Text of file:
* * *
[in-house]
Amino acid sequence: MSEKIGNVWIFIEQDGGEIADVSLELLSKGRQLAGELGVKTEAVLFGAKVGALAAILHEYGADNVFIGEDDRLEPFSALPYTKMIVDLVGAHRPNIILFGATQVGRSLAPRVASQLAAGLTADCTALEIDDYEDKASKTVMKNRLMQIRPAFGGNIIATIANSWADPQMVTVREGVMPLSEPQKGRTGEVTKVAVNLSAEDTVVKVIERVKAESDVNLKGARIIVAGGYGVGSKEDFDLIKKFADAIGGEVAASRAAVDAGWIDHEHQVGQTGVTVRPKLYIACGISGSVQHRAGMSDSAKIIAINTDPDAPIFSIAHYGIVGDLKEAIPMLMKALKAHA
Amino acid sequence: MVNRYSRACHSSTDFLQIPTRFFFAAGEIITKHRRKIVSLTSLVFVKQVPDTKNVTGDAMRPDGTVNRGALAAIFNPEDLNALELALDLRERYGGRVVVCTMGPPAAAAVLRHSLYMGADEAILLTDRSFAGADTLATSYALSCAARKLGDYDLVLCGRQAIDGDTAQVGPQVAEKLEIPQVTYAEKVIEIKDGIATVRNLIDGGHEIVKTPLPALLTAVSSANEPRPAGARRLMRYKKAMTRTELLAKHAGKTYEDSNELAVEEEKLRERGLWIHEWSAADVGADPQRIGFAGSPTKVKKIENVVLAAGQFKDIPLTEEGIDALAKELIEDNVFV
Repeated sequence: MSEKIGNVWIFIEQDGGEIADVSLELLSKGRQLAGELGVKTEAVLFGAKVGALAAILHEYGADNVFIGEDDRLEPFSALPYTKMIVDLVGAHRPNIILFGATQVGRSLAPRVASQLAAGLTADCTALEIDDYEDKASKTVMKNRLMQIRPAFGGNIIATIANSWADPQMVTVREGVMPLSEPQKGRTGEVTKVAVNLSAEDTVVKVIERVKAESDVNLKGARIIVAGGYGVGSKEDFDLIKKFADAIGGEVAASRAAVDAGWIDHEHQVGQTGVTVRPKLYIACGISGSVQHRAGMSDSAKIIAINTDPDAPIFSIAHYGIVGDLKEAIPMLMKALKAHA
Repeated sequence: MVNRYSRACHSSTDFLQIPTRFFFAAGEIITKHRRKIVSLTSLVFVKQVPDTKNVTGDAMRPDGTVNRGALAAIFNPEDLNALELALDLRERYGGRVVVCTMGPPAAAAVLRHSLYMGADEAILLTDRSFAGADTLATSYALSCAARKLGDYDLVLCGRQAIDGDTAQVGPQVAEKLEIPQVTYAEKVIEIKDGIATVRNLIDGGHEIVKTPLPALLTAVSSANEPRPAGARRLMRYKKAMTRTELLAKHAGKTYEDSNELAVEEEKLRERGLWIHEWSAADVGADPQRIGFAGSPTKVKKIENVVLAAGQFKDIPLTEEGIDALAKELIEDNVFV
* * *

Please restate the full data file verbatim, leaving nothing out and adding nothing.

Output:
[in-house]
Amino acid sequence: MSEKIGNVWIFIEQDGGEIADVSLELLSKGRQLAGELGVKTEAVLFGAKVGALAAILHEYGADNVFIGEDDRLEPFSALPYTKMIVDLVGAHRPNIILFGATQVGRSLAPRVASQLAAGLTADCTALEIDDYEDKASKTVMKNRLMQIRPAFGGNIIATIANSWADPQMVTVREGVMPLSEPQKGRTGEVTKVAVNLSAEDTVVKVIERVKAESDVNLKGARIIVAGGYGVGSKEDFDLIKKFADAIGGEVAASRAAVDAGWIDHEHQVGQTGVTVRPKLYIACGISGSVQHRAGMSDSAKIIAINTDPDAPIFSIAHYGIVGDLKEAIPMLMKALKAHA
Amino acid sequence: MVNRYSRACHSSTDFLQIPTRFFFAAGEIITKHRRKIVSLTSLVFVKQVPDTKNVTGDAMRPDGTVNRGALAAIFNPEDLNALELALDLRERYGGRVVVCTMGPPAAAAVLRHSLYMGADEAILLTDRSFAGADTLATSYALSCAARKLGDYDLVLCGRQAIDGDTAQVGPQVAEKLEIPQVTYAEKVIEIKDGIATVRNLIDGGHEIVKTPLPALLTAVSSANEPRPAGARRLMRYKKAMTRTELLAKHAGKTYEDSNELAVEEEKLRERGLWIHEWSAADVGADPQRIGFAGSPTKVKKIENVVLAAGQFKDIPLTEEGIDALAKELIEDNVFV
Repeated sequence: MSEKIGNVWIFIEQDGGEIADVSLELLSKGRQLAGELGVKTEAVLFGAKVGALAAILHEYGADNVFIGEDDRLEPFSALPYTKMIVDLVGAHRPNIILFGATQVGRSLAPRVASQLAAGLTADCTALEIDDYEDKASKTVMKNRLMQIRPAFGGNIIATIANSWADPQMVTVREGVMPLSEPQKGRTGEVTKVAVNLSAEDTVVKVIERVKAESDVNLKGARIIVAGGYGVGSKEDFDLIKKFADAIGGEVAASRAAVDAGWIDHEHQVGQTGVTVRPKLYIACGISGSVQHRAGMSDSAKIIAINTDPDAPIFSIAHYGIVGDLKEAIPMLMKALKAHA
Repeated sequence: MVNRYSRACHSSTDFLQIPTRFFFAAGEIITKHRRKIVSLTSLVFVKQVPDTKNVTGDAMRPDGTVNRGALAAIFNPEDLNALELALDLRERYGGRVVVCTMGPPAAAAVLRHSLYMGADEAILLTDRSFAGADTLATSYALSCAARKLGDYDLVLCGRQAIDGDTAQVGPQVAEKLEIPQVTYAEKVIEIKDGIATVRNLIDGGHEIVKTPLPALLTAVSSANEPRPAGARRLMRYKKAMTRTELLAKHAGKTYEDSNELAVEEEKLRERGLWIHEWSAADVGADPQRIGFAGSPTKVKKIENVVLAAGQFKDIPLTEEGIDALAKELIEDNVFV